I) Chapter 4 discusses how vital the introduction and conclusion can be to a speech as well as
how a fully detailed outline can prepare you to speak.
II) The introduction is the place where we want to capture the audience’s audience and convince
them to keep listening. There are many ways to do so, but I’ll be covering the ones I find the
A) A joke seems like a fun way to gain attention, but take an edge of caution.
1) Be careful to make sure the joke couldn’t be construed as offensive to anyone.
Nothing turns someone away from listening than being offended within the first few
B) A brief story relating to the subject gives the topic a more personal feel.
1) If the speaker is able to connect their central idea with their life, it shows the audience
the topic is meaningful to them.
2) While talking about the negative effects of smoking, a speaker may begin with a story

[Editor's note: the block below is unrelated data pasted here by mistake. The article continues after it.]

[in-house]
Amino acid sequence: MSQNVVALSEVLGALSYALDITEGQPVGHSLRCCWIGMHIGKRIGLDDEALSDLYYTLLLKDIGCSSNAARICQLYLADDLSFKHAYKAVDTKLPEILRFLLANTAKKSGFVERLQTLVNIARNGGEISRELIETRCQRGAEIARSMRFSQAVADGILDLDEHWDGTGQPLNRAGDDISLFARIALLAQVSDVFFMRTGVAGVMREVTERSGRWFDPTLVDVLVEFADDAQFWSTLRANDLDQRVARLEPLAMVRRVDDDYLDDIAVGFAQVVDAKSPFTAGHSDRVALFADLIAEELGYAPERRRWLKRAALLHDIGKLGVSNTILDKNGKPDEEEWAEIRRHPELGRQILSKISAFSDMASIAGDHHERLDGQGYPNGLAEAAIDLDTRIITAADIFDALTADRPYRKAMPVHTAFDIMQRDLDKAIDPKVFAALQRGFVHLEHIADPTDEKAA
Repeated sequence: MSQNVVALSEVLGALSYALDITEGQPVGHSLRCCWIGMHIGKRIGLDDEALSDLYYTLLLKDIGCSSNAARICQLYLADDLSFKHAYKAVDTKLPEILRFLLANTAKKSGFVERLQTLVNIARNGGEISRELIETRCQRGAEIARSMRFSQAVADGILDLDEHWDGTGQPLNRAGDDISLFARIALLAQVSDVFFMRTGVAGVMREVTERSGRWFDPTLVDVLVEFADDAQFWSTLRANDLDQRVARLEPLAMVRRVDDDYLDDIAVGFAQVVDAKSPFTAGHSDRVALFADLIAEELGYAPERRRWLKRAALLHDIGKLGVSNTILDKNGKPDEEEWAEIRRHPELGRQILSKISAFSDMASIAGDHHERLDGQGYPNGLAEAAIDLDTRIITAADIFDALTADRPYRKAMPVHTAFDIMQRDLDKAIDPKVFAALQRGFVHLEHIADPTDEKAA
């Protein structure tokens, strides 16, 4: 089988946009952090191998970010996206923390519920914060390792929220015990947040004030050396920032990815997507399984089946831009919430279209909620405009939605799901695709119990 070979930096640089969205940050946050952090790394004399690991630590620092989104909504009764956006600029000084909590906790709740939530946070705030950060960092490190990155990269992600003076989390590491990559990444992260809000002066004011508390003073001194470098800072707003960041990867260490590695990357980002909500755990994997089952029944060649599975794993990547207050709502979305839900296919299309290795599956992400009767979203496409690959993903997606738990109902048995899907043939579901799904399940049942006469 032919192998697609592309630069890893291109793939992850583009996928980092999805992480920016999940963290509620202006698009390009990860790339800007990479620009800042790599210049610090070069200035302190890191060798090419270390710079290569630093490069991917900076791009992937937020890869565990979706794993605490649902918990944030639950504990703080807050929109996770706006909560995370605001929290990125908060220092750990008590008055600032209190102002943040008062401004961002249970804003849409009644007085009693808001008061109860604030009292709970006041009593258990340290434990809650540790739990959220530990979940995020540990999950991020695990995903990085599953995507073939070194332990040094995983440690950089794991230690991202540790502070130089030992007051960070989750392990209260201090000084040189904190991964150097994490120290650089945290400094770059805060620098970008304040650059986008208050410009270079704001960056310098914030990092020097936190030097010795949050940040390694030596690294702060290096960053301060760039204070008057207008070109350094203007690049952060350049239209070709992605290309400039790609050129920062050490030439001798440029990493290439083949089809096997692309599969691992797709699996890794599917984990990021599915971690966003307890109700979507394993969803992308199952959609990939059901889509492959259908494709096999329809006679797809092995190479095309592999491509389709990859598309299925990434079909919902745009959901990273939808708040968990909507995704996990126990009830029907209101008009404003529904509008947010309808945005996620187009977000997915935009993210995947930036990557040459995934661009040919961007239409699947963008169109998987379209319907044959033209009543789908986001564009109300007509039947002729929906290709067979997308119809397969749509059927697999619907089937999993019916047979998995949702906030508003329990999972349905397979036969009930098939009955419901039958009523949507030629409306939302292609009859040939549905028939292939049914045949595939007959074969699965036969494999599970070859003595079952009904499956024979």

of how they lost someone because they refused to quit.
C) A rhetorical question gets them thinking.
1) This is a more interactive approach and the listener is able to have their own opinion
while learning if the speaker is with them or against them along with an explanation.
2) In a speech for gay marriage, a rhetorical question to begin with is “What is love?”
D) Starting with a surprising statement compels the audience to listen in order to learn more.
1) When the first thing out of the speaker’s mouth startles you, you’re hanging on their
every word to discover how they came to that conclusion.
III) As well as the introduction, a good conclusion is mandatory. When we’re done speaking we
want to wrap up our main points and leave the audience with the central idea or e